Time Out: March 31, 2010
“It’s a well researched fact that the team that takes the most foul shots wins 90 percent of the games in the NBA.” That tidbit was passed along by one of basketball’s legendary coaches, a man respected as one of the game’s greatest teachers, in a Championship Production instructional video titled, “How To Win With Less Talent.”
Coach Hubie Brown, a product of Little Falls, New York, has coached at every level of basketball from high school to college and pro, spending 10 years in the NBA with the Atlanta Hawks and the Knicks. As I watched the tape preparing for last year’s basketball season, I found myself wondering if getting more foul shots would be as critical a factor in boys’ varsity basketball games here in the Catskills. I decided to find out.
It made sense to me that NBA games would be decided by the number of foul shots each team was awarded. NBA players shoot foul shots at a torrid pace. In the 2007-2008 season, Steve Nash, the foul shooting leader of the NBA who plays for Phoenix, made 257 of 279 attempts, a success rate of 92.1 percent. Four NBA players shot over 90 percent that year, including Dirk Nowitzki from Dallas who made 539 of 598 free throws. Fifty-two NBA stars had percentages that surpassed 80 percent before Vince Carter who finished at 79.9 percent. It was no wonder the number of charity shots each team took was a clear path toward NBA victory. Would a similar phenomenon take place in the high school games where the outcome of shooting foul shots can sometimes be a far less predictable adventure?
To find the answer, each day I used the Oneonta Daily Star’s box scores to log the outcome of each boy’s varsity high school game simply recording the teams that played and a ‘yes’ or a ‘no.’ No matter what the shooting percentages, a ‘yes’ meant the winning team had taken more foul shots than the team they had defeated. A ‘no’ indicated the losing team had recorded more charity attempts.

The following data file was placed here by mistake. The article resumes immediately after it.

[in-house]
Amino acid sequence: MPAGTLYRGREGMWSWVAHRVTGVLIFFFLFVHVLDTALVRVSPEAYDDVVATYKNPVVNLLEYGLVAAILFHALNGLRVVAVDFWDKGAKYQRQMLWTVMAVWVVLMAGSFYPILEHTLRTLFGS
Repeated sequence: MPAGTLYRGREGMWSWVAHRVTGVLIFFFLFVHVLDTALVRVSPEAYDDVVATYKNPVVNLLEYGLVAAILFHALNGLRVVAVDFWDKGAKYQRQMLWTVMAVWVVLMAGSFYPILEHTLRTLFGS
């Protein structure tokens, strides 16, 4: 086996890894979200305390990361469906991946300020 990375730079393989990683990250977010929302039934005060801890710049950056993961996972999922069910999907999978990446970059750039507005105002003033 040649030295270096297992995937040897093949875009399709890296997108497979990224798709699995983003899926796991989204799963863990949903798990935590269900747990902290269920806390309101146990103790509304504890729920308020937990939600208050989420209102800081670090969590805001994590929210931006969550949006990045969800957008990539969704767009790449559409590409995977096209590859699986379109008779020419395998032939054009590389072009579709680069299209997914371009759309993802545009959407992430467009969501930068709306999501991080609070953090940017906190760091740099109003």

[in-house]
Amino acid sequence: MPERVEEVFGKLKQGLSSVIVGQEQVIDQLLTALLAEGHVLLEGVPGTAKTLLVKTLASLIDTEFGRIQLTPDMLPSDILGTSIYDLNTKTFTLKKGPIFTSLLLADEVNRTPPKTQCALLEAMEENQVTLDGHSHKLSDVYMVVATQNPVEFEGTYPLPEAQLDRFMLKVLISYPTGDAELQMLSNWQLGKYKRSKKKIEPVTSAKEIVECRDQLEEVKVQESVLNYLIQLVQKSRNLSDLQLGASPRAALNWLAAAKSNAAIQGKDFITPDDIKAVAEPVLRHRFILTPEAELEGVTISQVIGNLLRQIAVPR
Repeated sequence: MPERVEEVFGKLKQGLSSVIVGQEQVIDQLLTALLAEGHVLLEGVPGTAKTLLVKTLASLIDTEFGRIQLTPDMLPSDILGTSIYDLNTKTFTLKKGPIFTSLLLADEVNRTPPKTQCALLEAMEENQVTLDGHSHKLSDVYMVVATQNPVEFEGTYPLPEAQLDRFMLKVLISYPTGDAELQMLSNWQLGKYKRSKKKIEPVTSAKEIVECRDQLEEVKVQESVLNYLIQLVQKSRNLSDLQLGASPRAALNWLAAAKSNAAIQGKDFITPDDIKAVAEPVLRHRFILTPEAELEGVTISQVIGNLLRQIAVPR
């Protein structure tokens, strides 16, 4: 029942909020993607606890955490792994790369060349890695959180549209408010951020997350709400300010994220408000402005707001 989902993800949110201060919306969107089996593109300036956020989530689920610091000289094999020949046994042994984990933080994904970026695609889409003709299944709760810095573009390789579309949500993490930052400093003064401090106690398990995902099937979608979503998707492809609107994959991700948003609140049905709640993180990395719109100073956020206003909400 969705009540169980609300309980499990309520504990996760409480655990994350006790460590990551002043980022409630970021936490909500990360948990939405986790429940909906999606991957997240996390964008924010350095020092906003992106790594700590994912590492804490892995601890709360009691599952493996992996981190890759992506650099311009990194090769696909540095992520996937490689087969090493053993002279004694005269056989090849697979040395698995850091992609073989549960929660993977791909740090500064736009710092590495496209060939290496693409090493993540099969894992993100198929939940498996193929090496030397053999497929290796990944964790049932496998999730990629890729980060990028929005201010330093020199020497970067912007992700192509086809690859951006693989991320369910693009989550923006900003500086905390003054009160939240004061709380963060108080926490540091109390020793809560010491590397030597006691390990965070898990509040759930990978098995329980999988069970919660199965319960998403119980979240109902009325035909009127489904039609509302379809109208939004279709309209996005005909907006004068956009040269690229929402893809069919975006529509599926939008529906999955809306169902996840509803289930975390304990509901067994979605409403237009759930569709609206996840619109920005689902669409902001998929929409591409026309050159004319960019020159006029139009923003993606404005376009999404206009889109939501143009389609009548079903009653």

My experiment was not scientific. I would be the first to admit that I missed some games. Occasionally, I would forget to write down the results before my wife delivered the newspapers to the dump. During the long, dark days of winter when my Andes guys were struggling on the court, I sometimes simply refused to open the sports section of the newspaper to take a look. Even so, I did record the fouls shooting results of 215 games, a large enough sample for consideration.
Of the 215 games I charted, the winning team took more foul shots than their opponent 134 times or 64 percent of the time. That total is not nearly as impressive as that found in the pros, but pretty significant in and of itself. Interestingly, often at the high school level here in the Catskills, teams that blow out an opponent often shoot fewer foul shots than the team they dominated. Perhaps that is a demonstration of empathy shown by the officials. Yet, by and large, it seems as if teams that take more foul shots than their opponents stand a far greater chance of winning high school basketball games than teams that don’t.
The foul shooting results of my study are food for thought for coaches and players. In a day and age when more and more players are obsessed with shooting the three-point attempt, it’s that tried and true charity shot that more often than not makes a difference. Shooting the three is not a very good way to draw foul shots. Once or twice a season a team will be called for fouling a shooter who is taking a three-point attempt. Offensive players driving to the basket are continually rewarded for their efforts by going to the foul line.
The importance of driving to the glass, offensive rebounding, and taking foul shots becomes more and more clear as teams move deeper and deeper into the Sectionals. When I cover a basketball game for the Catskill Mountain News, I keep a running account of every basket scored in the game, then use that offensive sketch to discover patterns to use when shaping my story. It never fails, the teams that reach the final games in Sectional play do a ton of blue collar work attacking the basket and pounding the boards. That was never clearer than last year during SK’s incredible state title run. In the second half of the Section IV finals and almost every state level contest, the Rams scored almost every point taking the ball to the hole, putting back a teammate’s missed scoring attempt, or hitting a foul shot.
It may not be flashy. It will hardly register on a style scale. It’s probably as old-fashioned as the dinosaur coaches like yours truly, but getting to that free throw line’s no small potatoes. Like a Get Out of Jail Free ticket in a game of Monopoly, a foul shot is a ticket that keeps you moving forward whatever level of the game you play. Young players should be spending time now learning the ball attack moves that will take them to the line next year and pay big dividends for their scoring average and their teams’ win/loss percentages. Just ask Duke.